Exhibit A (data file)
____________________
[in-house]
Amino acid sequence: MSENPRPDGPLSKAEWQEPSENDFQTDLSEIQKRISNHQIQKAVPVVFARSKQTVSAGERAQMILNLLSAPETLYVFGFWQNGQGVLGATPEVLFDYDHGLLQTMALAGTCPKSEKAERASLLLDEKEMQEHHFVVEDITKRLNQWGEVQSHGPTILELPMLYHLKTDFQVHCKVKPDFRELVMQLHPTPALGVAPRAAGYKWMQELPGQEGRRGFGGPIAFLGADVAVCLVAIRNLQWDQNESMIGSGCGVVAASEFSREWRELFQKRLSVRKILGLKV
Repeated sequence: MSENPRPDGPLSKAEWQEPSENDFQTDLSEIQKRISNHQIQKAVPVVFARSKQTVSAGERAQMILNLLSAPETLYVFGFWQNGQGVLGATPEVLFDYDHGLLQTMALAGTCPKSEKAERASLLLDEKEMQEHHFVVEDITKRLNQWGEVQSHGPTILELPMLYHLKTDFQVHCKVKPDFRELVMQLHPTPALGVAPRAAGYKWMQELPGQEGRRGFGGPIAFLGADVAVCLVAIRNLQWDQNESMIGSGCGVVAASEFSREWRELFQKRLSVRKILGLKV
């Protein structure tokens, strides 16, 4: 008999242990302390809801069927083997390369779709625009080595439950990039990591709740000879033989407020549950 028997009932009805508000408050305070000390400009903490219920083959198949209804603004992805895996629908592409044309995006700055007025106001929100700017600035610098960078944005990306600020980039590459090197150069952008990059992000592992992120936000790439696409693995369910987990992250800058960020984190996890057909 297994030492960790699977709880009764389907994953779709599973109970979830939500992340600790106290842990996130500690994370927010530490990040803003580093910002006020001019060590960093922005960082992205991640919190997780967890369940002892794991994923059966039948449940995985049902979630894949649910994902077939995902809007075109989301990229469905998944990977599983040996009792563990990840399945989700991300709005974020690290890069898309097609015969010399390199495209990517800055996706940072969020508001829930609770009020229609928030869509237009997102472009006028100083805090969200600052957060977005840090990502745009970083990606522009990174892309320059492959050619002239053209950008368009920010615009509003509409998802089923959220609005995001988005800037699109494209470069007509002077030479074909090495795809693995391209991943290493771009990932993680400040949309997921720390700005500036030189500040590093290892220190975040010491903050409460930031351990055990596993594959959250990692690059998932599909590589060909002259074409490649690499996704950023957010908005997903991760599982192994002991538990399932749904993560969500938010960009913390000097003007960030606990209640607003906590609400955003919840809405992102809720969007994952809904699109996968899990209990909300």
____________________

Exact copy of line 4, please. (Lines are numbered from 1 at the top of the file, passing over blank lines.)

């Protein structure tokens, strides 16, 4: 008999242990302390809801069927083997390369779709625009080595439950990039990591709740000879033989407020549950 028997009932009805508000408050305070000390400009903490219920083959198949209804603004992805895996629908592409044309995006700055007025106001929100700017600035610098960078944005990306600020980039590459090197150069952008990059992000592992992120936000790439696409693995369910987990992250800058960020984190996890057909 297994030492960790699977709880009764389907994953779709599973109970979830939500992340600790106290842990996130500690994370927010530490990040803003580093910002006020001019060590960093922005960082992205991640919190997780967890369940002892794991994923059966039948449940995985049902979630894949649910994902077939995902809007075109989301990229469905998944990977599983040996009792563990990840399945989700991300709005974020690290890069898309097609015969010399390199495209990517800055996706940072969020508001829930609770009020229609928030869509237009997102472009006028100083805090969200600052957060977005840090990502745009970083990606522009990174892309320059492959050619002239053209950008368009920010615009509003509409998802089923959220609005995001988005800037699109494209470069007509002077030479074909090495795809693995391209991943290493771009990932993680400040949309997921720390700005500036030189500040590093290892220190975040010491903050409460930031351990055990596993594959959250990692690059998932599909590589060909002259074409490649690499996704950023957010908005997903991760599982192994002991538990399932749904993560969500938010960009913390000097003007960030606990209640607003906590609400955003919840809405992102809720969007994952809904699109996968899990209990909300």